On Monday, Thrane & Thrane announced an agreement with KVH Industries to distribute KVH’s TracPhone V7 mini-VSAT product. At first sight, this seems to be an expression of confidence in the potential of maritime VSATs, with Thrane noting that “the market for Ku-band equipment for maritime satellite communication is expanding strongly” by about 1500 terminals per year. However, Thrane’s original plan was to pursue development of its own maritime Ku-band VSAT product and service, the SAILOR 900, announced last June, which has now been cancelled.
The Ku-band maritime VSAT market has grown dramatically in recent years, taking market share amongst high end users, who can afford the expensive terminals (typically $50,000+) and need the flat-rate, always-on connectivity that Inmarsat cannot provide with its L-band satellites. However, the Achilles heel of Ku-band systems has always been coverage: as Connexion-by-Boeing found out in 2006, the cost of leasing a global Ku-band network far outweighs the near term revenue that can be gained in what is a very fragmented business, with the largest players (Vizada/Marlink, SeaMobile/MTN, Caprock and ShipEquip) each having a market share of less than 20%. As a result, providers have to date offered C-band systems to customers requiring global coverage, and focused Ku-band solutions on intra-regional users.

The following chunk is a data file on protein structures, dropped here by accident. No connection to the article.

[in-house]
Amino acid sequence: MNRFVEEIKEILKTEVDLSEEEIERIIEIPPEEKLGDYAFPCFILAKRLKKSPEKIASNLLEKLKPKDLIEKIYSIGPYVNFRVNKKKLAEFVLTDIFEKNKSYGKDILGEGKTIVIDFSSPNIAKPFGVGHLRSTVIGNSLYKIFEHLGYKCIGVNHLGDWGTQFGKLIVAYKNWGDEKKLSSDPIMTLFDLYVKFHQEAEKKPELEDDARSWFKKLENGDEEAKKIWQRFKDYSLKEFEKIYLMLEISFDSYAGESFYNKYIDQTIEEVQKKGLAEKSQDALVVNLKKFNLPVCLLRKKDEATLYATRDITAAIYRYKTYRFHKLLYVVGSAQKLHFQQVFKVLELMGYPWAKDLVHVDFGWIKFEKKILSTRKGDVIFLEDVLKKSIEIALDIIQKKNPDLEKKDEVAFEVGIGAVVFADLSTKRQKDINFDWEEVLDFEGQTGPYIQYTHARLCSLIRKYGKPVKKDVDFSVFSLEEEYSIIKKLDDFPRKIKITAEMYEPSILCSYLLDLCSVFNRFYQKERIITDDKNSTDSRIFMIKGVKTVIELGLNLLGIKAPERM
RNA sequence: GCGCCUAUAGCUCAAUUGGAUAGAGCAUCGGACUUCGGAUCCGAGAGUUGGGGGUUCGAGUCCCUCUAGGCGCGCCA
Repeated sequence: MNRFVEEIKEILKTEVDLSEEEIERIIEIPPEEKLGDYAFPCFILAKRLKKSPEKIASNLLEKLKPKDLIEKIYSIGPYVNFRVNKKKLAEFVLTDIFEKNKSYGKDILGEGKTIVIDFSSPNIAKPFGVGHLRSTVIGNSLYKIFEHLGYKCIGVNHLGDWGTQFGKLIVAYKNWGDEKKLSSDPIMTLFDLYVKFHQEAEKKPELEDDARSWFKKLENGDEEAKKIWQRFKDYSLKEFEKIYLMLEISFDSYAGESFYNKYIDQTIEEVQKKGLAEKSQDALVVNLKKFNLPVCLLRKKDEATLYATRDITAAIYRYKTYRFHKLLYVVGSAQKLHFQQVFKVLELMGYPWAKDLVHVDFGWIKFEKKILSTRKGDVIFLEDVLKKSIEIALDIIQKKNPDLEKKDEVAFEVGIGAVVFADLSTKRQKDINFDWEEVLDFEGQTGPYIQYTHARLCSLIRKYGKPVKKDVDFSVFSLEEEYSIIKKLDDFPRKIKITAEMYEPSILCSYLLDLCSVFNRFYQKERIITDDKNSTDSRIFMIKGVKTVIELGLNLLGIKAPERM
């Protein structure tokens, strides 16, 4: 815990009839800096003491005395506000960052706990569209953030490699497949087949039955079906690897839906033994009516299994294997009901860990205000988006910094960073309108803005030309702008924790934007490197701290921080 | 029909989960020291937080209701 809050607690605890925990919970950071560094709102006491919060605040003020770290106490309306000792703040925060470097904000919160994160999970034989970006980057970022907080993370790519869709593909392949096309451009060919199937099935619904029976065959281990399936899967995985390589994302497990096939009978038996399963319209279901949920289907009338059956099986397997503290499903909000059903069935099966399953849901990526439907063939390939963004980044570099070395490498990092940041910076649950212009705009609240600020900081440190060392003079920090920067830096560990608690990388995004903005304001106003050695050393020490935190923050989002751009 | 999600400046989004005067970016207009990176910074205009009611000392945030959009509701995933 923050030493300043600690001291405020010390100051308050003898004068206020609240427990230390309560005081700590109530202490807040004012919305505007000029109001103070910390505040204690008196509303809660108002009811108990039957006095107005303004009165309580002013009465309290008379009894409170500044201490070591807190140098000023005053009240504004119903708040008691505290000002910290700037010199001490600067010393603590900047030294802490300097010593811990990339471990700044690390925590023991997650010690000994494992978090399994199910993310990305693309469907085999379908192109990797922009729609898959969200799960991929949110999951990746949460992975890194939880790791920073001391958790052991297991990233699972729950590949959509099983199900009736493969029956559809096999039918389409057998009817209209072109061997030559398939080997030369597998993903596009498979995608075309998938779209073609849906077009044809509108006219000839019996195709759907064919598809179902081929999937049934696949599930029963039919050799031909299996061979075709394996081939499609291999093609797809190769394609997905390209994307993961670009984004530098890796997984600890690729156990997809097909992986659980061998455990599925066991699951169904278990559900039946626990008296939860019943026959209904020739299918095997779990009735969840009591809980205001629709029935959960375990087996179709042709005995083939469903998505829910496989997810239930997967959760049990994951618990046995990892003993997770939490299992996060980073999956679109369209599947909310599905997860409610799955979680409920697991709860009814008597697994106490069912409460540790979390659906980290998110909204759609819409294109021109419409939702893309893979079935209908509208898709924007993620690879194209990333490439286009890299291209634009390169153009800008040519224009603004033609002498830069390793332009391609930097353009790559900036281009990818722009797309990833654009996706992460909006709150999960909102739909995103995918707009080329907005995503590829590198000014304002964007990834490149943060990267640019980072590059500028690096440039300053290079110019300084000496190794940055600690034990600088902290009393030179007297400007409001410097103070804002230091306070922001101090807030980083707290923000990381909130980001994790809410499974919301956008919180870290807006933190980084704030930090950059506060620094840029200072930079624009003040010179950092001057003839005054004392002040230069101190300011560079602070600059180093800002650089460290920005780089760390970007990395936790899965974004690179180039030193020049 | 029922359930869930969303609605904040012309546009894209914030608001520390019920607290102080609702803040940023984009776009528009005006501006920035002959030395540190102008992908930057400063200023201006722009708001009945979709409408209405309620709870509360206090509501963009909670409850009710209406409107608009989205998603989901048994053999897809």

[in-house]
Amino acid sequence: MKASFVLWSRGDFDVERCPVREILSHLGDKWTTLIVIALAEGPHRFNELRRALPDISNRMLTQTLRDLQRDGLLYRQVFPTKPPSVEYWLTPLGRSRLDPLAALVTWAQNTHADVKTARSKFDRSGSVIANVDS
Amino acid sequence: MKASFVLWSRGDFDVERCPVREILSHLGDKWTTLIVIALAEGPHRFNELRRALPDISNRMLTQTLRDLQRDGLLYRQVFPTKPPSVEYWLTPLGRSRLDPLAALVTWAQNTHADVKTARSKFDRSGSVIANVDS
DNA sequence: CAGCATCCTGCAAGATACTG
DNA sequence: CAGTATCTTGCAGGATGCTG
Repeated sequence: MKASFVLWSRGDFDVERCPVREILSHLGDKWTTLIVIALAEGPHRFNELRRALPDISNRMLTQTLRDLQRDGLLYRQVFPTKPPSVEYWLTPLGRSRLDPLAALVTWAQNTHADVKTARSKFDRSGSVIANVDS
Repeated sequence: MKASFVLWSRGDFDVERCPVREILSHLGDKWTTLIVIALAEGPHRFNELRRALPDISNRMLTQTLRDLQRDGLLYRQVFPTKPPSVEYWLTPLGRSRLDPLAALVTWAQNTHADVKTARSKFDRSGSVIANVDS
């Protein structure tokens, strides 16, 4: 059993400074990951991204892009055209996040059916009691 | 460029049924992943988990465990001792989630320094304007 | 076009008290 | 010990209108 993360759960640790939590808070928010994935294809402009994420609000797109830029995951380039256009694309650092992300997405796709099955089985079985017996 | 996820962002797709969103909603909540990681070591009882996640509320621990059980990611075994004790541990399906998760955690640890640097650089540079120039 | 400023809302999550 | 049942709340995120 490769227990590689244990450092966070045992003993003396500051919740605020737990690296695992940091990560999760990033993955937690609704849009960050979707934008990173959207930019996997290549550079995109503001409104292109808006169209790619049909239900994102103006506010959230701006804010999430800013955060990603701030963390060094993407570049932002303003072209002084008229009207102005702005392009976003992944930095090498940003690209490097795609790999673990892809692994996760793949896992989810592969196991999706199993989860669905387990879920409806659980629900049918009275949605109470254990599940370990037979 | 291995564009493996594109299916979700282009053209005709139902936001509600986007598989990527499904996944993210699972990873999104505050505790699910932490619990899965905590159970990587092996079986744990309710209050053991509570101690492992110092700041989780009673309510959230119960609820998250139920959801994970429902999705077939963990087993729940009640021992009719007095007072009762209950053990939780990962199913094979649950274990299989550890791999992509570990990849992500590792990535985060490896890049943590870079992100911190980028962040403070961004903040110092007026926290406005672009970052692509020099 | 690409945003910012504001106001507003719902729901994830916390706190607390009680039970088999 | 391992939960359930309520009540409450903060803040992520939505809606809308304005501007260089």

KVH and Viasat have promised to change this model with their mini-VSAT network, building out global Ku-band coverage for both aeronautical and maritime applications, along similar lines to the concept envisaged by Connexion (though with smaller, cheaper terminals costing around $30,000). Thrane’s decision to join with KVH is an acknowledgement that even a company such as Thrane, with it’s very strong maritime brand, is unable to justify the costs of establishing global Ku-band coverage on its own. The question now is whether KVH and Viasat can afford the investment needed to complete their 2009 coverage expansion plans.
Orders have remained strong for maritime VSATs, even in recent weeks, but in the current financial climate, maritime VSAT looks far more vulnerable than Inmarsat to ship operators seeking to cut back their communications spending: it generally has a high fixed cost every month (compared to Inmarsat’s pay-by-the-use) and is usually sold on the basis of getting “ten times more data for double Inmarsat’s cost”, not on the basis of saving money over current expenditures. Most importantly, in many cases it is seen primarily as an investment in crew welfare: when there are few jobs going either at sea or on land, crew retention in 2009 will be much less of a problem than in 2008. As a result, Thrane looks amply justified in getting cold feet over pursuing its own VSAT product.